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Energy costs are one area that can be reduced but with winter approaching, compromising on health and comfort is not an option.
Gareth Gretton, a senior adviser with the EECA (Energy Efficiency and Conservation Authority), says there are plenty of things we can do to reduce energy use and save on our power bills.
"Around a third of the energy used by the average household is from hot water. So one of the easiest ways to lower your energy bill is to cut back on any hot water you don’t need to use, freeing up more cash for keeping warm and for other things."
Here are the EECA’s top tips for making savings.
1. Wash cold
Unless you have a particularly dirty load, use a cold-water wash cycle when you wash clothes. Modern washing machines and detergents clean well using cold water and making this change could save you about $85 a year.
2. Shorten your showers
A 15-minute shower costs about $1, meaning a five-minute shower costs only about 33 cents. Reducing your shower time could save up to $900 a year for a family of four.
3. Check your shower’s flow rate
"If your shower fills a 10-litre bucket in less than a minute, it’s wasting water," Mr Gretton says. "Replacing your shower head for one with a more efficient flow rate of nine litres a minute or less could cut your hot water use significantly. Even reducing the flow rate by 1 litre per minute could save a household of four around $80 per year."
4. Fix dripping taps
Dripping hot taps can cost you hundreds of dollars a year, while a new washer will cost only a few dollars.
5. Fill the dishwasher
If you own a dishwasher, wait until it is fully loaded to run it and put it on the "eco" wash setting if it is available. If you rinse your dishes before loading the dishwater, use cold water.
6. Insulate and draught-proof
Both help to minimise heating bills. Check if you are eligible for insulation grants through the EECA’s Warmer Kiwi Homes programme. Inspect your doors and windows for draughts on a cold, windy day, then visit your hardware store to get the right products to seal any gaps.
7. Choose an efficient heater
"When the time comes to replace your heater, consider fitting a heat pump if you haven’t already got one," Mr Gretton says. "They’re a great choice for larger rooms, while electric resistance heaters are good for smaller rooms."
The EECA recommends only heating the rooms you need to. For a healthy living environment, set your heater thermostat for between 18degC and 20degC. If you have older people at home, it might need to be a little higher.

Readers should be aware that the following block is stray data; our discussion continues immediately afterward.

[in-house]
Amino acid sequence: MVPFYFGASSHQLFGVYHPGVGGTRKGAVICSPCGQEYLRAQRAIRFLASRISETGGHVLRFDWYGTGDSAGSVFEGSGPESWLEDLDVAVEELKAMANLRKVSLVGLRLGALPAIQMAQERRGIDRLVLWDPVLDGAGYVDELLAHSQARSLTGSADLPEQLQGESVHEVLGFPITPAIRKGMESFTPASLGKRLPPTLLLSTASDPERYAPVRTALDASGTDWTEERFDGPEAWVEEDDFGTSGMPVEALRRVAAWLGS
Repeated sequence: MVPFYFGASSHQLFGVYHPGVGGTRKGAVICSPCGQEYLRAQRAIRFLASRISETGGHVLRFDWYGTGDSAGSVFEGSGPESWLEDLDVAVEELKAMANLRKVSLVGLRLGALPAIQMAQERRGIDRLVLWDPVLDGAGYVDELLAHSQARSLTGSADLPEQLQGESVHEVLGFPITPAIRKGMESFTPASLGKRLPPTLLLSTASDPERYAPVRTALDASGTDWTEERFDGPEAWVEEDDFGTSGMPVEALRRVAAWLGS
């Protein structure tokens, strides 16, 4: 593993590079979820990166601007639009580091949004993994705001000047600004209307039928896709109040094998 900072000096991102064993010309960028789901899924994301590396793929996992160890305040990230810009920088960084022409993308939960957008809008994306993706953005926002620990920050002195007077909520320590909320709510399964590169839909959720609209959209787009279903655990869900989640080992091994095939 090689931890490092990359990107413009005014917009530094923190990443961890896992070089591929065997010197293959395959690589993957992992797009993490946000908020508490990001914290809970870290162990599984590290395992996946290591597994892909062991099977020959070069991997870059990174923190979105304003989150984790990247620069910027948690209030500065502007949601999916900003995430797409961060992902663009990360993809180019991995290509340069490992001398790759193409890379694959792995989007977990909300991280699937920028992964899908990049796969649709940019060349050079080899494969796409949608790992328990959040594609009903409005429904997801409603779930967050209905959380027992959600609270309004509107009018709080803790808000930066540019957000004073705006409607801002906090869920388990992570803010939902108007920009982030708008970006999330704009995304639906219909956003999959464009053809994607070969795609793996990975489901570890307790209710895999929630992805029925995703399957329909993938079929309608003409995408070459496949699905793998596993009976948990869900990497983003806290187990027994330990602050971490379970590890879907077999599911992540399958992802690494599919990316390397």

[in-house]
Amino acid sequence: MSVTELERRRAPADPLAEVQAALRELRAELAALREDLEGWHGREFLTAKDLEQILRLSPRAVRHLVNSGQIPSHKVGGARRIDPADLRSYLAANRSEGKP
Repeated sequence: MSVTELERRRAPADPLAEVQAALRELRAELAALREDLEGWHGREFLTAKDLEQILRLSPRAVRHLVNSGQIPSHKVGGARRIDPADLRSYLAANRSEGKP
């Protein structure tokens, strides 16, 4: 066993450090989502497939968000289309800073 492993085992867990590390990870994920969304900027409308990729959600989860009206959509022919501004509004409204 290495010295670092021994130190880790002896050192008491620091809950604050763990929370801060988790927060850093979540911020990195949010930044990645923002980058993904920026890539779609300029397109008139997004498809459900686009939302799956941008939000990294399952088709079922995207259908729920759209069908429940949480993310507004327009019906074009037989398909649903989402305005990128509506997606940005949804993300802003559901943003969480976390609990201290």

8. Turn the heat pump off when you don’t need it
Many of us have heard that leaving a heat pump on is more efficient but that is not the case unless your home is super-insulated, Mr Gretton says. "Leaving your heat pump running 24/7 will use more energy than only heating when you need to."
9. Trap heat in your home
When it starts to get cooler in the evenings, close your doors and pull your curtains across.
10. Replace old downlights with modern ones
Old-fashioned downlights suck electricity. In fact, the EECA calculates that 20 100W, old-fashioned downlights may cost more than running a heater or heat pump.
11. Switch to LEDs
Compared with traditional incandescent light bulbs, LED bulbs use 85% less energy and last longer. Each incandescent bulb you replace with an LED can save you between $100 and $300 over its lifetime (depending on the wattage of the bulb you replace). What’s more, most LED bulbs cost only $3 to $10.
12. Work smarter
If you are working from home, use a smaller room as your home office if possible as this will be more efficient to heat.
Mr Gretton says with more people staying in and working from home, it is important to know how to conserve energy at home.
"In the last couple of years, for instance, computer monitor sales have boomed — 396,779 were sold last year, compared to 112,608 in 2015.
The good news is thanks to the EECA’s product regulation programme ensuring new appliances in New Zealand meet minimum energy performance standards, average annual energy use by computer monitors has actually declined during the same period.
Similarly, the average annual energy use of fridge/freezers has halved.
On the flip side, televisions are getting bigger. The average screen size has grown from 37.9 inches to 48.5 inches since 2013, and average energy use has risen accordingly, from 260kWh per year to 318kWh.
"So think about whether you really need that huge-screen TV, and how often you have it turned on."
Further advice for using electricity efficiently can be found at at genless.govt.nz.
"It’s not just about saving money — saving power also reduces our household greenhouse gas emissions, which is important to tackle climate change."
"Electricity generation makes up just over 5% of New Zealand’s greenhouse gas emissions. This doesn’t sound like much, but it’s about the equivalent of 1.4 million petrol cars."
"Reducing the load on the grid helps avoid more emissions and every little bit counts."